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Crusades for Understanding on U.S. Trip : Deng’s Disabled Son Sets an Example

Times Staff Writer

Deng Pufang has been wheelchair bound and in almost constant pain since he was thrown from a fourth-floor window by Red Guards during the bloody Cultural Revolution of 1968.

Yet it has not stopped the son of China’s leader, Deng Xiaoping, from embarking on what he considers a vital mission, a three-week trip to America to help increase public consciousness about the rights and concerns of the handicapped.

Deng, 43, who visited President Reagan and leading members of Congress last week, met at a Universal City luncheon Thursday with members of the Hollywood community for a discussion on the impact of the arts on society’s image and understanding of the disabled.

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Both in China and the United States, Deng and other speakers said, recent film and stage productions have increased public consciousness about the problems of the disabled, while portraying them in a sympathetic, dignified light.

Yet, said actress Nanette Fabray, “We still have a long way to go. Forty years ago (in Hollywood) you just didn’t admit to having a hearing problem.”

“It’s only been very recently that attitudes have changed and we look to such a person as a normal person,” said Fabray, who has served as chairwoman of a presidential advisory committee for the deaf.

The director of broadcast standards for NBC, Theodore F. Cordes, emphasized that network entertainment programs are trying to place characters with disabilities in featured roles without calling special attention to their handicaps.

For example, in an upcoming episode of “St. Elsewhere,” Cordes said, one character without a hand and another without a leg will appear but “the disabilities these people have is incidental to the characters.”

‘Better Future’

In remarks to the group, Deng, who directs the China Fund for the Handicapped, responded:

“I think that the arts and culture should be very idealistic. They should reflect ideals and also . . . make a contribution to a better future.”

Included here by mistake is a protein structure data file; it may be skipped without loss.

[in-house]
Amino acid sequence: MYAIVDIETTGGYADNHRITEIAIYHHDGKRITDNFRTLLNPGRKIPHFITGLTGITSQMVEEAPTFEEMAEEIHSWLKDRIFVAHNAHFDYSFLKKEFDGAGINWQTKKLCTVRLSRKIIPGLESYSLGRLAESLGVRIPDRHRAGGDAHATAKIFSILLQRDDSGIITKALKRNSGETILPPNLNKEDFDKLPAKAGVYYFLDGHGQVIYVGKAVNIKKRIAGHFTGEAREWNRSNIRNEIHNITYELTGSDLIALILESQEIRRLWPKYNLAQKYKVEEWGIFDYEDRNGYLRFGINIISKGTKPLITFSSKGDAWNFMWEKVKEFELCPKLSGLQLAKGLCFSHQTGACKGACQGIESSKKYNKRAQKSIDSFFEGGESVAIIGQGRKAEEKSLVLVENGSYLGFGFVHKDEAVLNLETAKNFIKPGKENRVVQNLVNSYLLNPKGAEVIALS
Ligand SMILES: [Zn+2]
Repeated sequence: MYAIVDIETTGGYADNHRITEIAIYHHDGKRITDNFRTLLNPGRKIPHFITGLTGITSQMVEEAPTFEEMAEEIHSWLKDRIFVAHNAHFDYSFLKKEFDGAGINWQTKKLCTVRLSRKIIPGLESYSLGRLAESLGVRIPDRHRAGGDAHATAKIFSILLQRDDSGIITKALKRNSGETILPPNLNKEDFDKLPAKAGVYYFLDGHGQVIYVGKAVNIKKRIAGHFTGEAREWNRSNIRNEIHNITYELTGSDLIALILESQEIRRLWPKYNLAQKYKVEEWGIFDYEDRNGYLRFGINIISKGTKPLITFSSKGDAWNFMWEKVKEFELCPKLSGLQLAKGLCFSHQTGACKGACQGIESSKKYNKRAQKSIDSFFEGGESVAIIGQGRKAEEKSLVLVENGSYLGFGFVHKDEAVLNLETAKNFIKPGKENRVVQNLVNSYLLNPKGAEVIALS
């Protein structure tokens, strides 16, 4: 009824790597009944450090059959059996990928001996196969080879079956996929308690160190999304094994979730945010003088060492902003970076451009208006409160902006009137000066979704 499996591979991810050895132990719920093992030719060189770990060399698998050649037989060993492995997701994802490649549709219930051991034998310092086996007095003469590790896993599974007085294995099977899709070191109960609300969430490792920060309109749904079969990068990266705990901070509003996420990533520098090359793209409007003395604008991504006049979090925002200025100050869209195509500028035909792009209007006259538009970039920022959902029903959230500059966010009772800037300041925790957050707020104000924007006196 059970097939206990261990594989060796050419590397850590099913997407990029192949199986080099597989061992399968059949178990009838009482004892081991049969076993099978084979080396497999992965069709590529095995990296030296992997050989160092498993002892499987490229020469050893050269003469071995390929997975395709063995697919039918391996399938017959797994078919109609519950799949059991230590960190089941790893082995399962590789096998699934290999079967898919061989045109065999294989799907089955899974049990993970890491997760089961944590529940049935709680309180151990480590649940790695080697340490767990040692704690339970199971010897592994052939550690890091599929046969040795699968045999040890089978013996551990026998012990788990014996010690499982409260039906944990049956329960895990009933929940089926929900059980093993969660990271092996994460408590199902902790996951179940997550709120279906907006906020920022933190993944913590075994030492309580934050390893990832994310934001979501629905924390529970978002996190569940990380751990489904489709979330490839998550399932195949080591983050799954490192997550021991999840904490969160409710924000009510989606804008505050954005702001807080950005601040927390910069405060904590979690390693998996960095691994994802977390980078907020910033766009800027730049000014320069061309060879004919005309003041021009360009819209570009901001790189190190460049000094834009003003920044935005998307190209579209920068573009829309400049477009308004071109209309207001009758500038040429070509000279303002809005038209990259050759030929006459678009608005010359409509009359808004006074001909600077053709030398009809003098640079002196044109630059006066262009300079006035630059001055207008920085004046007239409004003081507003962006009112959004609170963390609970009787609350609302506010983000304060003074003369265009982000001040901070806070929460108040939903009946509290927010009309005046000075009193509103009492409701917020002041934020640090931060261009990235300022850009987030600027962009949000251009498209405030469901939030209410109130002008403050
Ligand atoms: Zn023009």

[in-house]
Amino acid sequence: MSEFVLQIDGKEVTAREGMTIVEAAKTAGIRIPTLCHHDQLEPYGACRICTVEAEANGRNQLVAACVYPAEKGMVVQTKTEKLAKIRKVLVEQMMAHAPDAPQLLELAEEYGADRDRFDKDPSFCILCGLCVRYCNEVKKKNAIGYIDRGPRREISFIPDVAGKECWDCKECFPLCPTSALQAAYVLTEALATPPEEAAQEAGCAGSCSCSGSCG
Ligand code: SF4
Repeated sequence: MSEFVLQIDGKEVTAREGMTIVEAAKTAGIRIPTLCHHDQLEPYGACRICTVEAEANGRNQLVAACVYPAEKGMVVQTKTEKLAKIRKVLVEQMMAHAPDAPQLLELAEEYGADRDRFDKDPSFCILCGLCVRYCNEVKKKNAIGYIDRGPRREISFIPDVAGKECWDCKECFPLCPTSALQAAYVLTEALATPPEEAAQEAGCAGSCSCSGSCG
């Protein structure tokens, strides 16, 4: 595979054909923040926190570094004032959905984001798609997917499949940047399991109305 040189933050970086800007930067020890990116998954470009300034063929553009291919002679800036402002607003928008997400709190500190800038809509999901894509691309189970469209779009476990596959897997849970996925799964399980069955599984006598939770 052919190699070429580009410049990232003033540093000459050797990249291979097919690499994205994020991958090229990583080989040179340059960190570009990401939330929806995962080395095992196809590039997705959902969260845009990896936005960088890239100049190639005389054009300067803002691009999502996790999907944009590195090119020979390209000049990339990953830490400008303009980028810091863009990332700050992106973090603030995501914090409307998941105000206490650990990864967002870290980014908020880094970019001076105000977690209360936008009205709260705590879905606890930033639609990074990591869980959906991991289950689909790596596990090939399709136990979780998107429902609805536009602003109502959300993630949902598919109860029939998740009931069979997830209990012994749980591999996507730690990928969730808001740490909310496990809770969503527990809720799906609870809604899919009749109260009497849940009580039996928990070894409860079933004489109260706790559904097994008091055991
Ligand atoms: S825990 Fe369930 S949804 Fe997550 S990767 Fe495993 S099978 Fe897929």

In China, he said through an interpreter, the first in a series of documentaries intended to introduce the problems of the disabled to the general public was recently televised.

Deng has emerged in recent years as a national spokesman for handicapped rights in China, where for centuries the disabled have been treated with little sensitivity or dignity.

During his current three-week trip, his first visit to America, Deng has met with leaders ranging from President Reagan to Sen. Edward M. Kennedy (D-Mass.) and his son, Edward M. Kennedy Jr., who lost a leg to bone cancer at age 8. Deng also has visited hospitals for the disabled and spoken with leaders of national organizations for the handicapped.

On Thursday, Deng met with Mayor Tom Bradley and took a tour of Universal Studios.

“I’m very lucky to meet with you people here today because we might have been eaten by the big shark,” joked Deng.

According to his American host, Deng is “a very brave individual” and an apt role model for the handicapped.

“He’s in a great deal of pain a great deal of the time and he needs constant medical attention,” said Arthur H. Rosen, president of the National Committee on United States-Chinese Relations. “But he is seeking to raise public consciousness in China and the world to the problems of the handicapped.”

“His doctors don’t want him to travel--but he’s doing it anyway because he thinks it’s his mission.”


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